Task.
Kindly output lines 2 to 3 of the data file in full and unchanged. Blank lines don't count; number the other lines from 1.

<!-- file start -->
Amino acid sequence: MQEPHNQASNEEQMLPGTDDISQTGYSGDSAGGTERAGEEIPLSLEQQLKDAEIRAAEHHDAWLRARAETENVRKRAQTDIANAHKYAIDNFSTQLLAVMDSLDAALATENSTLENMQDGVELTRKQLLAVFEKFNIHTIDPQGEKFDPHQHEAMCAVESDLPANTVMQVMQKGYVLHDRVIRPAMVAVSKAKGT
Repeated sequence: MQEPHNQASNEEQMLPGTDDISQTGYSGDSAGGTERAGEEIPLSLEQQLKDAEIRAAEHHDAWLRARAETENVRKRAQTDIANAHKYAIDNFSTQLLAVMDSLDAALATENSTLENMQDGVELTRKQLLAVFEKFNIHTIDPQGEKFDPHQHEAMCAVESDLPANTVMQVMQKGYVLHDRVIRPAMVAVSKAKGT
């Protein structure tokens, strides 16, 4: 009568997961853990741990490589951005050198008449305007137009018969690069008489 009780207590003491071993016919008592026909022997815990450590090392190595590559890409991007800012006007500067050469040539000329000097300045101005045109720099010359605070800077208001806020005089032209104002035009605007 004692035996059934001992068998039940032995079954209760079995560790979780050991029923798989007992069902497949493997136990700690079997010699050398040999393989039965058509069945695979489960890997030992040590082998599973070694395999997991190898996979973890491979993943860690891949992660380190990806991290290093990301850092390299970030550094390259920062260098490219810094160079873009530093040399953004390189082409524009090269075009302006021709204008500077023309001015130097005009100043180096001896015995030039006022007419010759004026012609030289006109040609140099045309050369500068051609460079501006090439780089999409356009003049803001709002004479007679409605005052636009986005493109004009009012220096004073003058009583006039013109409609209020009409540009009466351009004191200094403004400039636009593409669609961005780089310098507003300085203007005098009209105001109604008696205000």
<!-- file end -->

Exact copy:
Repeated sequence: MQEPHNQASNEEQMLPGTDDISQTGYSGDSAGGTERAGEEIPLSLEQQLKDAEIRAAEHHDAWLRARAETENVRKRAQTDIANAHKYAIDNFSTQLLAVMDSLDAALATENSTLENMQDGVELTRKQLLAVFEKFNIHTIDPQGEKFDPHQHEAMCAVESDLPANTVMQVMQKGYVLHDRVIRPAMVAVSKAKGT
């Protein structure tokens, strides 16, 4: 009568997961853990741990490589951005050198008449305007137009018969690069008489 009780207590003491071993016919008592026909022997815990450590090392190595590559890409991007800012006007500067050469040539000329000097300045101005045109720099010359605070800077208001806020005089032209104002035009605007 004692035996059934001992068998039940032995079954209760079995560790979780050991029923798989007992069902497949493997136990700690079997010699050398040999393989039965058509069945695979489960890997030992040590082998599973070694395999997991190898996979973890491979993943860690891949992660380190990806991290290093990301850092390299970030550094390259920062260098490219810094160079873009530093040399953004390189082409524009090269075009302006021709204008500077023309001015130097005009100043180096001896015995030039006022007419010759004026012609030289006109040609140099045309050369500068051609460079501006090439780089999409356009003049803001709002004479007679409605005052636009986005493109004009009012220096004073003058009583006039013109409609209020009409540009009466351009004191200094403004400039636009593409669609961005780089310098507003300085203007005098009209105001109604008696205000």